Comparing 2000 years of cultivation: seeds, technology, and processing The “A Year On The Field” Project seeks to exchange knowledge about cultivation of one crop through the centuries and in many parts of the world, powered by diverse museum sites, living history farms and also commercial farms (conventional or organic). The international project was initiated… Continue reading A Year On The Field Project
Which came first, bees or crops? Why does it matter?
Abstracts: Flying insects, particularly bees, transfer pollen to flowers to facilitate plant reproduction. The Western or European honeybee (Apis mellifera) may get the most attention because of the honey they produce, but other bees pollinate vegetables, berries, and other fruits on which we all depend. Adding the natural history of bees to the agricultural history of… Continue reading Which came first, bees or crops? Why does it matter?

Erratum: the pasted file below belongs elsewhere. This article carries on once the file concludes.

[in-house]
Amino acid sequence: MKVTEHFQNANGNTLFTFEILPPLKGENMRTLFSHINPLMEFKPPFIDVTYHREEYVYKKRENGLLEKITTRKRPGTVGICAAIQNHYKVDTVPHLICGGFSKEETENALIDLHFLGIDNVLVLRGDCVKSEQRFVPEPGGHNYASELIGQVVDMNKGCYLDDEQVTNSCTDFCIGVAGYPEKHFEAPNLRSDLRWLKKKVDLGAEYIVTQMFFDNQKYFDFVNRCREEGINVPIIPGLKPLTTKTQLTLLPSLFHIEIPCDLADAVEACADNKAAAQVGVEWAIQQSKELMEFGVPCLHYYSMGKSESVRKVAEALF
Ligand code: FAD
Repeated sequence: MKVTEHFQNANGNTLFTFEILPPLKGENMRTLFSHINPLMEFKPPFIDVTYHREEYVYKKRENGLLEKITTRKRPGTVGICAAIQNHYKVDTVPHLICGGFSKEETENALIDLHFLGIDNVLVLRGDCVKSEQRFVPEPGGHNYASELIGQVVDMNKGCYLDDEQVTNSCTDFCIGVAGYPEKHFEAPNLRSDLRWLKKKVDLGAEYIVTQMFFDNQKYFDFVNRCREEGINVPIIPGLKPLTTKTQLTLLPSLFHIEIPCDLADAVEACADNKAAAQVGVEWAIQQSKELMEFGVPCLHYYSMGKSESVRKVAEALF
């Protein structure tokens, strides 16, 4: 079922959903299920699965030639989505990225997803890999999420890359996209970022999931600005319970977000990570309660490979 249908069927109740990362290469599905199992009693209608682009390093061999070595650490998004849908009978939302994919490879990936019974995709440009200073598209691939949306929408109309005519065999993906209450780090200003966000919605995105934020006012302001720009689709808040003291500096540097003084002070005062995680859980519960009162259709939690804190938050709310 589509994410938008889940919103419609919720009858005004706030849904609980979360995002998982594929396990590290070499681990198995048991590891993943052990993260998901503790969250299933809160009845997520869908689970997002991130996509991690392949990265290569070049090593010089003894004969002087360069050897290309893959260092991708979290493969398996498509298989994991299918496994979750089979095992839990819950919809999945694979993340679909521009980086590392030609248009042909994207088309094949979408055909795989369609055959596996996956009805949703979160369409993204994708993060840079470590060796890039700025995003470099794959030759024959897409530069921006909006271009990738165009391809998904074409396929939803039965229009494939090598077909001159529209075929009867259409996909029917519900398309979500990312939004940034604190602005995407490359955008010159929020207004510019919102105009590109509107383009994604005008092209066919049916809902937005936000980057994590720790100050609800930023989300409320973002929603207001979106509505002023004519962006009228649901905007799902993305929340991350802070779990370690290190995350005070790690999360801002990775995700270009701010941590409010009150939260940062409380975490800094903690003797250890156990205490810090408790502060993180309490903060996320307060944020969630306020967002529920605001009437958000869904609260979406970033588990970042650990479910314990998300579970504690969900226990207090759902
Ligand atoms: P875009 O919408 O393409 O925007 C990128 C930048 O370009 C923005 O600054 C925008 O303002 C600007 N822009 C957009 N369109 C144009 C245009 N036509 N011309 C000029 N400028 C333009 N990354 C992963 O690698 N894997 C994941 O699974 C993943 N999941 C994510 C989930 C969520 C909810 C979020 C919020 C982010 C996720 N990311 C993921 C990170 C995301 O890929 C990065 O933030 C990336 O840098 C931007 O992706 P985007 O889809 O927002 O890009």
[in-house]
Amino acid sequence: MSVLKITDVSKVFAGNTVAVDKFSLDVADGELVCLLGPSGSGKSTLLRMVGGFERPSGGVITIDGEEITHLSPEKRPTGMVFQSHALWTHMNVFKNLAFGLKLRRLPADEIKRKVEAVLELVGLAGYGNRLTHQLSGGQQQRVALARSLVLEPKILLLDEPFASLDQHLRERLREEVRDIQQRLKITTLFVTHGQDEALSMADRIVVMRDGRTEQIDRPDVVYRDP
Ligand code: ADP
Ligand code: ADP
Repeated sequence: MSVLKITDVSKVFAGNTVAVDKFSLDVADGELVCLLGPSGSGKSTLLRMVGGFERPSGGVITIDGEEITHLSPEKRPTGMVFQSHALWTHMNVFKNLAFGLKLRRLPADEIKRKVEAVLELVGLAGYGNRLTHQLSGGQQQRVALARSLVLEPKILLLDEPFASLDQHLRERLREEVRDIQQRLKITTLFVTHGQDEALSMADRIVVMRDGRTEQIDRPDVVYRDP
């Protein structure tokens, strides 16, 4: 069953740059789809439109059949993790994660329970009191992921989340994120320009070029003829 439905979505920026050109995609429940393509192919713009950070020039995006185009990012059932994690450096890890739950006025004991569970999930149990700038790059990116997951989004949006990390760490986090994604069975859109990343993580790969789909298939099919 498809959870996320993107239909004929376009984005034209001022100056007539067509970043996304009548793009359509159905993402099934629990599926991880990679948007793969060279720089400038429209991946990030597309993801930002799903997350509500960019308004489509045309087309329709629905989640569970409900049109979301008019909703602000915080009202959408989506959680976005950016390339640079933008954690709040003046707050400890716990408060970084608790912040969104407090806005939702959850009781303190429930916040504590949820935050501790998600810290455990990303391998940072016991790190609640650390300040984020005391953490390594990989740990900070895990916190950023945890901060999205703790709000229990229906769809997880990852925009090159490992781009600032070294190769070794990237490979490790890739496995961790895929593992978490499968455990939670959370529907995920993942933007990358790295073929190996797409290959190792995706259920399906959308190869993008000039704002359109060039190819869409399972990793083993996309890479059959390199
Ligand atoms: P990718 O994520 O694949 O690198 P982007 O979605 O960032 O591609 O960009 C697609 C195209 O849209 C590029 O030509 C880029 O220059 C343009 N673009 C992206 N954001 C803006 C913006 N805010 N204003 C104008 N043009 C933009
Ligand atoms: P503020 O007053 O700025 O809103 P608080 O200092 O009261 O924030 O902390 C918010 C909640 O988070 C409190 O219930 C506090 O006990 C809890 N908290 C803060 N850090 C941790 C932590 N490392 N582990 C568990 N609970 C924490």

Why all the buzz about bees? AIMA bloggers encourage us to Bee Aware!
Bees – one short name accounts for 16,000 to 20,000 species of hairy flying insects classified into seven families. All live within social communities that depend on strict work routines. They all seek the same food sources – pollen and nectar – and each processes their harvest and preserves it in hives built in the… Continue reading Why all the buzz about bees? AIMA bloggers encourage us to Bee Aware!
Summer Grain Harvest
AIMA member sites use tools representative of their time and place to harvest grains. The presenters at Firestone Farm in Greenfield Village, The Henry Ford, Dearborn, Michigan, use a Johnston Harvesting Company Self-Rake reaper to cut Turkey Red Wheat. The farm interprets the birthplace of Harvey Firestone, and was moved to Greenfield Village from Columbiana… Continue reading Summer Grain Harvest